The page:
As for going forward? Well, for now I might take in the odd EPIHL/NIHL game here and there with my friends, but as for hockey in Manchester? I’m out for now. Some time away will probably do me some good (although I’ll probably end up increasing my obsession with one of my myriad other hobbies). This blog won’t die. Oh no. You are not that lucky. Being on the outside, looking in can often reveal a perspective you didn’t realise was there, so expect commentary on the sport in the UK to continue.

So, so long, Manchester Phoenix, and thanks for all the fish.


  1. Nicely written, and echoes some of my thoughts when I walked away from the Phoenix. (Must stress it was on the best of terms, and a purely personal decision that was incredibly difficult to make.)

    I knew I was walking from the sport, at least in its British form. The EIHL is, as you say, a false league. Four teams have won 36 out of 39 available trophies over 13 years. Forget the imports idea – never had much time for that – the fact that 6-7 teams a season are effectively cannon fodder for the rest shows you that it just isn’t worth it, especially at over 15 quid a go.

    I’ll not even bother going into Fake Storm. Except to wonder whether it is a zombie club or a cuckoo one.

    When I heard the news last week, I did stop for a few – well, more than a few – moments of “wistful reflection and reminiscence”. The early years were an incredible struggle – a British hockey club in the top professional tier in this country, trying to get its own home built thanks to one guys money and an absolute fuckton of volunteer support – and we did it! It was actually done! That rink – we built it!

    And never let anyone take that away from you, Neil or anyone who was around that time. I don’t care who resides in it now, that building is there because of an incredible fan base that simply would not give up. I raised a glass to the title and to the playoff win because it felt that my contribution, a tiny, tiny, miniscule one, had all been worth it, even if I was long gone to ever see it. When I heard the result, I didn’t think of the players (though they deserved every plaudit), I thought of Neil, Jim, Richard, Mike, Carl, Tracey, Chelle, Mags, Brenda, Matt, Becky, you and all the others who didn’t give up.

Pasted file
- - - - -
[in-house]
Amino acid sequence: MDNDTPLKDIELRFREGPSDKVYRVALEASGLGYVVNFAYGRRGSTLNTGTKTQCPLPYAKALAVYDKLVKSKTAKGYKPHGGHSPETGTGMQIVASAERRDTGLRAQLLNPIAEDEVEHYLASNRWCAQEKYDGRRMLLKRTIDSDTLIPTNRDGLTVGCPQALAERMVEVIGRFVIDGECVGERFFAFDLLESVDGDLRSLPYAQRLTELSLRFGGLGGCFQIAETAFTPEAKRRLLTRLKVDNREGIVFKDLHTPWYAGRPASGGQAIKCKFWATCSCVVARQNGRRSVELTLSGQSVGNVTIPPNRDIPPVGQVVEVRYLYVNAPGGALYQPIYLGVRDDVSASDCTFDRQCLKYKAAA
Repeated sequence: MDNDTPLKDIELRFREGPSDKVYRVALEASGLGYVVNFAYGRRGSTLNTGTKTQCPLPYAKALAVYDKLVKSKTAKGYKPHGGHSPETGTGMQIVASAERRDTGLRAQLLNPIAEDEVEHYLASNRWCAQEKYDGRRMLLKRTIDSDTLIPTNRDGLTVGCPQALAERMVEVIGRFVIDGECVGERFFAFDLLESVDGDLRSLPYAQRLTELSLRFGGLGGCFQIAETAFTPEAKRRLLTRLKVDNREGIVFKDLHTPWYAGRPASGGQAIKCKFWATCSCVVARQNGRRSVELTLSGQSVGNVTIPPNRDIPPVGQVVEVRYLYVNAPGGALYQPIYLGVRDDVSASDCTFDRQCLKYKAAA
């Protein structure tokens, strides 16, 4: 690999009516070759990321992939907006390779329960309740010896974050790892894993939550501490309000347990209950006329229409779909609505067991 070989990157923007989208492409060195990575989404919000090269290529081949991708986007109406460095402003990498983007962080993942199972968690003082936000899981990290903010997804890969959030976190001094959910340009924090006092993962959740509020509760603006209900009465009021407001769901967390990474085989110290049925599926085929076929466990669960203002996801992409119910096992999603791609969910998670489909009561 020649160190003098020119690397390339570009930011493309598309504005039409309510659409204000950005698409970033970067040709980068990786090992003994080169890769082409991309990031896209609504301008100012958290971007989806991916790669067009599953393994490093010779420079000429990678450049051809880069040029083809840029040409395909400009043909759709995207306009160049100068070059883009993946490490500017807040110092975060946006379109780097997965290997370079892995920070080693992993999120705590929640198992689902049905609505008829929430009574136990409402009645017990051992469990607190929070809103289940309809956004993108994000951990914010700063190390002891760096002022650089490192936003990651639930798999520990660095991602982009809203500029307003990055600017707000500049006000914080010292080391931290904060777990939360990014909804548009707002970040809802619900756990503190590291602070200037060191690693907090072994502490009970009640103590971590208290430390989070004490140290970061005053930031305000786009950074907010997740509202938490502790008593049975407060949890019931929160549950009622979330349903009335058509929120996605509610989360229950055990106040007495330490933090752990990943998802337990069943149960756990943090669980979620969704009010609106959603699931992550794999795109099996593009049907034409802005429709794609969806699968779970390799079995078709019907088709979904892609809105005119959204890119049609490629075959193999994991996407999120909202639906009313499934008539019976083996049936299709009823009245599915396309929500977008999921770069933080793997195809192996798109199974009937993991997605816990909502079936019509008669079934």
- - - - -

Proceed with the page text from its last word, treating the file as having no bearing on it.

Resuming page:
The Phoenix leave behind a legacy. The only properly fan based, fan run top- or near-top flight hockey team in the UK. That it was eventually crushed by the machinations of British hockey politics says more about that than the Phoenix.

    I’m massively proud of what the Phoenix achieved and I’m more proud of what it stood for. It stood for people who cared. You should be proud of what you did, and what you contributed to. When you look back in five, ten, fifteen years… you’ll smile and say “Yup. I did good, there.”

    The most memorable endings are never, ever the happy ones. The most memorable endings are a downer. Bogart sees Bergman fly off with Victor Laszlo. Ashley Wilkes walks away from Scarlett O’Hara. MacReady sits and waits for a little while, to see what happens. It seems a waste until you realise that the best bit wasn’t the ending, but the journey.

    I’m rambling now. And funny how this ended up being written here. But such is life. Remember, you did good, man. You did better than good. You cared, and that is all someone could ever ask.

  2. Both pieces above, brilliantly written and express a lot of what I feel. I fell into the trap of trying to take on our detractors on the Phoenix Forum and got nothing but abuse. My mistake. Now we’ve gone they’ll move on to something else.
    I don’t pretend to have played any role in the life of Phoenix, other than as a fan, but am so grateful for those who did because they indirectly gave me so much pleasure.
    As I’ve just texted a friend in Hull (a Pirates fan) who asked how I was, life goes on and I will find my hockey fix somewhere. Probably Hull as I did when we mothballed for a while. They made me so welcome and will again I know.
    Ice hockey is such a great sport, such a pity we don’t get a wider audience. But at least I found it and I will be eternally grateful.